Non-repudiation is a legal notion, and the Law is not context-free. From the restrictive, cryptographic view of things, a MAC shows that someone knowing the MAC key was involved at some point; but both the customer (you) and the bank technically "know" that key (you "know" it by virtue of it being embedded in your digipass token, while the bank server contains the same value in order to verify the value you enter). Therefore, the cryptographer says: the MAC won't help to prove things in case of litigation between the two key owners, you and the bank.
Judges and lawyers are not cryptographers, though. What they want is to make an holistic assessment of who is most probably the fraudster in that context. The bank server contains the secret, but that server might be located in a bunker with heavy access controls (video cameras, smart cards for sysadmin connections, hardware security modules...). The bank will try to give ample evidence that circumventing their own protection systems without leaving any track would cost them much more than the amount under litigation, thus making it highly implausible that they used the bank-known MAC key to compute the contested MAC value. But the MAC value exists -- so it must have been computed on the customer side.
It is all a matter of burden of proof and it highly depends on the country. When countries establish laws for "electronic signatures", they usually take great care not to be too specific about the technical elements involved in the process. Instead, they declare that there are "good systems" which have been duly certified under the control of a governmental body, or an accredited audit firm, to be "hard to subvert"; so that, in case of litigation, it will be up to the customer to find evidence that the signature is forged, rather than requiring proof from the bank that the signature is genuine. A lot of technical means can be employed to achieve this "certified good" status; cryptographic digital signatures (like RSA or DSA) are convenient for that, but they are neither strictly necessary or sufficient.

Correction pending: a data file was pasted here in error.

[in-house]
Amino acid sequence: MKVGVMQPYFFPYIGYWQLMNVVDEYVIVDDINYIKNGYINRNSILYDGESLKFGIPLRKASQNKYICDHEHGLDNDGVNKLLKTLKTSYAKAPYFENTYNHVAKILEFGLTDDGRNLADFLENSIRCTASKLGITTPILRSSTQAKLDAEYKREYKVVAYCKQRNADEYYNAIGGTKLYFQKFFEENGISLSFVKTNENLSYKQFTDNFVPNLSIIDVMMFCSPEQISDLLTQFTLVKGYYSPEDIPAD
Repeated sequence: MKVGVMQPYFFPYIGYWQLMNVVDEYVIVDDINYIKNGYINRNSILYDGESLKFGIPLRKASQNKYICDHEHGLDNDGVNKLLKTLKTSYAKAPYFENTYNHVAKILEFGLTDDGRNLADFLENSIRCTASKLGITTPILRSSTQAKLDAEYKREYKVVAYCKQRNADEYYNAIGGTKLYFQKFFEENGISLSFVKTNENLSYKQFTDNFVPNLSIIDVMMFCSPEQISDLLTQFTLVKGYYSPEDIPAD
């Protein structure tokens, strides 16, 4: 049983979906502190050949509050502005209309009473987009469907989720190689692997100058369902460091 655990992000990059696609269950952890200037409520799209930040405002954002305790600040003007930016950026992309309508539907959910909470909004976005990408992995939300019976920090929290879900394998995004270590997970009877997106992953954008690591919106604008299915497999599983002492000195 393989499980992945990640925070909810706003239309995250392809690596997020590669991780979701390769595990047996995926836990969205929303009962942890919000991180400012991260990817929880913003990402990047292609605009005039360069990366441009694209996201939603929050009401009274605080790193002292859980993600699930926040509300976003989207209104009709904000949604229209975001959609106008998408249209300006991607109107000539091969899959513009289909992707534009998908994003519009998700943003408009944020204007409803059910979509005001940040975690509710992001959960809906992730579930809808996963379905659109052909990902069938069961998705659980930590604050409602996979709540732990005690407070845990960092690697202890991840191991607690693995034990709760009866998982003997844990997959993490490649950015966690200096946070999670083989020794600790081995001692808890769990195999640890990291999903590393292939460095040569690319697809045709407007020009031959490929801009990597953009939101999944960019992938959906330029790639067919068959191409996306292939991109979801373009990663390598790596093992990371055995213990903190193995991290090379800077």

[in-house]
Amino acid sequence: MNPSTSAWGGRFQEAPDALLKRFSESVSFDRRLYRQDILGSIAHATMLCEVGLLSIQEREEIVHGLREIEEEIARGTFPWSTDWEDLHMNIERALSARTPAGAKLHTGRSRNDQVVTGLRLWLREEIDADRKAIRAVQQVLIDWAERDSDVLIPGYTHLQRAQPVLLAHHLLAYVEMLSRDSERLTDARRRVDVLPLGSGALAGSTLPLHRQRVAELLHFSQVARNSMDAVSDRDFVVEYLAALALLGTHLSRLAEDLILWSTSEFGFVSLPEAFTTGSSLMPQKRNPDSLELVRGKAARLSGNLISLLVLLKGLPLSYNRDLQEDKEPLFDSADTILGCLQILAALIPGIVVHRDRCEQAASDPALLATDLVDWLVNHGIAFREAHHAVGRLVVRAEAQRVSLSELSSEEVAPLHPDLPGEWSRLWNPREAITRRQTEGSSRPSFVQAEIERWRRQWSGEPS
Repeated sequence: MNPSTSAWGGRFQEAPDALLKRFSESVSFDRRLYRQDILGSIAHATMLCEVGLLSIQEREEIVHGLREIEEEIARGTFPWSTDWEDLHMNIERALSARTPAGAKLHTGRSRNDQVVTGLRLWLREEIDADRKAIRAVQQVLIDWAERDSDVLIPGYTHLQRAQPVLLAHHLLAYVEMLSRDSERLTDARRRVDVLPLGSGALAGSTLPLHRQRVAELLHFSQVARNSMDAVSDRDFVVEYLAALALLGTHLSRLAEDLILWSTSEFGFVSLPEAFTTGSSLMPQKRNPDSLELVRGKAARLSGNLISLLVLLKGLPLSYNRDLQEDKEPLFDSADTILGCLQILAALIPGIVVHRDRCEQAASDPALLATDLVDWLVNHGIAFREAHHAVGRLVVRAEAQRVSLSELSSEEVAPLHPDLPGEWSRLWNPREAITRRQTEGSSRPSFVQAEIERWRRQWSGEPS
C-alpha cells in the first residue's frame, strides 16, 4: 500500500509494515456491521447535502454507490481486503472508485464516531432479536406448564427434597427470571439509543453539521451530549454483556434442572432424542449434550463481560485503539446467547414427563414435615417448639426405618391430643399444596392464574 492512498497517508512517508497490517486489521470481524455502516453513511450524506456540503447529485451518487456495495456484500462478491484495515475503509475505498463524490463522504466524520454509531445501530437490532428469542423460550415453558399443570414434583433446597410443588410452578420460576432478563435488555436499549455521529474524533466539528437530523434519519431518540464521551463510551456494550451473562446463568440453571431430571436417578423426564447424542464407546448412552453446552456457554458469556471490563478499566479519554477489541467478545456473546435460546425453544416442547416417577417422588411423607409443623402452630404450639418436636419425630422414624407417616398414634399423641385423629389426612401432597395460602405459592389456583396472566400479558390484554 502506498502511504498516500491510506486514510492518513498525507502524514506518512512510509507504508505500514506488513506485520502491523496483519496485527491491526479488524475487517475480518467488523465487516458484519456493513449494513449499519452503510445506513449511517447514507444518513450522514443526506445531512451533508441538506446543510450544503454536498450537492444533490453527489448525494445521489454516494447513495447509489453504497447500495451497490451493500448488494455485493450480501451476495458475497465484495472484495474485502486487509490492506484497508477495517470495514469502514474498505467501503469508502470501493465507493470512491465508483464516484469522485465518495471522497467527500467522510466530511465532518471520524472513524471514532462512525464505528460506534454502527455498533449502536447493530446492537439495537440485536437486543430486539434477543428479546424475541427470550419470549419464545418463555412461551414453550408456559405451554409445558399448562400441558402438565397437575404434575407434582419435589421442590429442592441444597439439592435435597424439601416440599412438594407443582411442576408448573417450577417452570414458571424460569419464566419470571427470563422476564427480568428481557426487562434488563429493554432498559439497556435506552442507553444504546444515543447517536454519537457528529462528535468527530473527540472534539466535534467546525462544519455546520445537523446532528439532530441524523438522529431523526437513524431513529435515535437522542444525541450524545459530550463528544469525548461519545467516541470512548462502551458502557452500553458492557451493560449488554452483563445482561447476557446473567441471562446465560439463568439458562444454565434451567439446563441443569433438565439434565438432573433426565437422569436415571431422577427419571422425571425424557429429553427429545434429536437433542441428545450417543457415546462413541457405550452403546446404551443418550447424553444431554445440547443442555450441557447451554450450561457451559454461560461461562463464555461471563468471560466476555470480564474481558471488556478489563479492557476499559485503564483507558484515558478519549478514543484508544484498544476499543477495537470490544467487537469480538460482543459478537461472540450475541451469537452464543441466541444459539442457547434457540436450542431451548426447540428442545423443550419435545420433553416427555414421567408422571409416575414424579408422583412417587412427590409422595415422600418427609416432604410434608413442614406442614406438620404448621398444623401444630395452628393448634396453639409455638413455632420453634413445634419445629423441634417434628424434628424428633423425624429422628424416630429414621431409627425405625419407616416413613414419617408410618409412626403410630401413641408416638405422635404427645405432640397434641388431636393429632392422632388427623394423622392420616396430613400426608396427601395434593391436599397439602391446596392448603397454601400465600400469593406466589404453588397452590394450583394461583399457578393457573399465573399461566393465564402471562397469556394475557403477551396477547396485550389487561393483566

(If you read French, see how France does it.)
Another side of the problem is threats. This is the cornerstone of "signatures", the kind you do with a pen on a piece of paper. Such signatures can usually be counterfeited, much more easily than actually cracking open a digipass token or hacking into a bunkerized server. And, indeed, the bank necessarily contains in its vaults, somewhere, a reference model for your signature, so they could imitate it. Manuscript signatures still "work", legally speaking, because of the following twist: counterfeiting a signature, or, conversely, repudiating your own signature, is a severely punished criminal offence. Risking years of prison for a matter as trivial as a business transaction would be irrational.